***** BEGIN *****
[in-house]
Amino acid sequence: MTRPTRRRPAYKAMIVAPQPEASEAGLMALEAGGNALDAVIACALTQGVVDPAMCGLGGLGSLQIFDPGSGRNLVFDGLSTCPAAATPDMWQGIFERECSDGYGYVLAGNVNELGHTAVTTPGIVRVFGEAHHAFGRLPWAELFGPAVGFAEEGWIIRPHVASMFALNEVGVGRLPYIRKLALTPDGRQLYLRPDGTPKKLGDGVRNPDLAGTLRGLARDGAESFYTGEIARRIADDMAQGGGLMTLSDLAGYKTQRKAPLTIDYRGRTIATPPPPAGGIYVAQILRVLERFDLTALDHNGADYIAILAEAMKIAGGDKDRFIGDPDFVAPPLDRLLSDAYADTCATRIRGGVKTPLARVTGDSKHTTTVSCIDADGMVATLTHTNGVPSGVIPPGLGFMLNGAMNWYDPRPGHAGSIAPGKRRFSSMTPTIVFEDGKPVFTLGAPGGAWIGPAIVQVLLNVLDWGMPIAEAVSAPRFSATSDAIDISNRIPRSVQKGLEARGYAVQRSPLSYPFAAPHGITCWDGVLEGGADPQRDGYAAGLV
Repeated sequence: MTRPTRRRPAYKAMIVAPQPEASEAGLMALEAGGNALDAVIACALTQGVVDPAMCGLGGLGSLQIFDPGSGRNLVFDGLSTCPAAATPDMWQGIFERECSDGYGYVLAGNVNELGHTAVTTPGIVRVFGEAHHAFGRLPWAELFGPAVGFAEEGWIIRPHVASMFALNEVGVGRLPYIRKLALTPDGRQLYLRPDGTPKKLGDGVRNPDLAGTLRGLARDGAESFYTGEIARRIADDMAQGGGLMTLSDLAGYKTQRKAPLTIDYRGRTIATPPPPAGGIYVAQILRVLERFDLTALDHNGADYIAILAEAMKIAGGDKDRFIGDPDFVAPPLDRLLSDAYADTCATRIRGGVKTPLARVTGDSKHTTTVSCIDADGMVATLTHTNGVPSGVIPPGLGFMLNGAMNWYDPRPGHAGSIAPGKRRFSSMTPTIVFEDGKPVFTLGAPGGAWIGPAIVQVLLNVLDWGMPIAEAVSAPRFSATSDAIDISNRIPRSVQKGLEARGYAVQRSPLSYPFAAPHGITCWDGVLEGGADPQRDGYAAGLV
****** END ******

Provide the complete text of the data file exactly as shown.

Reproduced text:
[in-house]
Amino acid sequence: MTRPTRRRPAYKAMIVAPQPEASEAGLMALEAGGNALDAVIACALTQGVVDPAMCGLGGLGSLQIFDPGSGRNLVFDGLSTCPAAATPDMWQGIFERECSDGYGYVLAGNVNELGHTAVTTPGIVRVFGEAHHAFGRLPWAELFGPAVGFAEEGWIIRPHVASMFALNEVGVGRLPYIRKLALTPDGRQLYLRPDGTPKKLGDGVRNPDLAGTLRGLARDGAESFYTGEIARRIADDMAQGGGLMTLSDLAGYKTQRKAPLTIDYRGRTIATPPPPAGGIYVAQILRVLERFDLTALDHNGADYIAILAEAMKIAGGDKDRFIGDPDFVAPPLDRLLSDAYADTCATRIRGGVKTPLARVTGDSKHTTTVSCIDADGMVATLTHTNGVPSGVIPPGLGFMLNGAMNWYDPRPGHAGSIAPGKRRFSSMTPTIVFEDGKPVFTLGAPGGAWIGPAIVQVLLNVLDWGMPIAEAVSAPRFSATSDAIDISNRIPRSVQKGLEARGYAVQRSPLSYPFAAPHGITCWDGVLEGGADPQRDGYAAGLV
Repeated sequence: MTRPTRRRPAYKAMIVAPQPEASEAGLMALEAGGNALDAVIACALTQGVVDPAMCGLGGLGSLQIFDPGSGRNLVFDGLSTCPAAATPDMWQGIFERECSDGYGYVLAGNVNELGHTAVTTPGIVRVFGEAHHAFGRLPWAELFGPAVGFAEEGWIIRPHVASMFALNEVGVGRLPYIRKLALTPDGRQLYLRPDGTPKKLGDGVRNPDLAGTLRGLARDGAESFYTGEIARRIADDMAQGGGLMTLSDLAGYKTQRKAPLTIDYRGRTIATPPPPAGGIYVAQILRVLERFDLTALDHNGADYIAILAEAMKIAGGDKDRFIGDPDFVAPPLDRLLSDAYADTCATRIRGGVKTPLARVTGDSKHTTTVSCIDADGMVATLTHTNGVPSGVIPPGLGFMLNGAMNWYDPRPGHAGSIAPGKRRFSSMTPTIVFEDGKPVFTLGAPGGAWIGPAIVQVLLNVLDWGMPIAEAVSAPRFSATSDAIDISNRIPRSVQKGLEARGYAVQRSPLSYPFAAPHGITCWDGVLEGGADPQRDGYAAGLV